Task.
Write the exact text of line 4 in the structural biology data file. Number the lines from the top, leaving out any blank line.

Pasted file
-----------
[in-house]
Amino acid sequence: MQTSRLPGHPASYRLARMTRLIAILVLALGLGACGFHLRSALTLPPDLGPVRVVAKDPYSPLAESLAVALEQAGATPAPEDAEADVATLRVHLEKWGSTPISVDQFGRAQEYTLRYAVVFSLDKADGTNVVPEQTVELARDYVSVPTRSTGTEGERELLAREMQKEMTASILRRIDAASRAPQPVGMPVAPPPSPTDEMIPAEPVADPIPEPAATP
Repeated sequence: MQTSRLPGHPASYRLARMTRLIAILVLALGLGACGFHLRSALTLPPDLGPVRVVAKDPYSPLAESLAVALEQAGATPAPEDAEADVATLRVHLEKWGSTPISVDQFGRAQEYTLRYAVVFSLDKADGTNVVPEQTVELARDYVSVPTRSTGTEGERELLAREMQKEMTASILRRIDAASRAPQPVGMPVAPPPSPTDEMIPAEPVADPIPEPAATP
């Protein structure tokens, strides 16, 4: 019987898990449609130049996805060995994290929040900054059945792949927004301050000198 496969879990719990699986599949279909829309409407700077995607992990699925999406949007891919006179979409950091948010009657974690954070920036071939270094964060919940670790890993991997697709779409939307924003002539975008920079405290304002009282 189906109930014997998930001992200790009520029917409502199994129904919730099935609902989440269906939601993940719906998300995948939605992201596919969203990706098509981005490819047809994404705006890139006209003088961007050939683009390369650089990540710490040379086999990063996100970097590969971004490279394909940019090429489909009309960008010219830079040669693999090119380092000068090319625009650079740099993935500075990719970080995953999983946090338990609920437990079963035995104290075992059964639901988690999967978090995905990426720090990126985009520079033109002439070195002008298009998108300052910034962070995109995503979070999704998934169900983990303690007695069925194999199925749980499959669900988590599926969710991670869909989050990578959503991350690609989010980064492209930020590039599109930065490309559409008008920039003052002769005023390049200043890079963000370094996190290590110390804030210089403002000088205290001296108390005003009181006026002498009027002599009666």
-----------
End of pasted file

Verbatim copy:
């Protein structure tokens, strides 16, 4: 019987898990449609130049996805060995994290929040900054059945792949927004301050000198 496969879990719990699986599949279909829309409407700077995607992990699925999406949007891919006179979409950091948010009657974690954070920036071939270094964060919940670790890993991997697709779409939307924003002539975008920079405290304002009282 189906109930014997998930001992200790009520029917409502199994129904919730099935609902989440269906939601993940719906998300995948939605992201596919969203990706098509981005490819047809994404705006890139006209003088961007050939683009390369650089990540710490040379086999990063996100970097590969971004490279394909940019090429489909009309960008010219830079040669693999090119380092000068090319625009650079740099993935500075990719970080995953999983946090338990609920437990079963035995104290075992059964639901988690999967978090995905990426720090990126985009520079033109002439070195002008298009998108300052910034962070995109995503979070999704998934169900983990303690007695069925194999199925749980499959669900988590599926969710991670869909989050990578959503991350690609989010980064492209930020590039599109930065490309559409008008920039003052002769005023390049200043890079963000370094996190290590110390804030210089403002000088205290001296108390005003009181006026002498009027002599009666």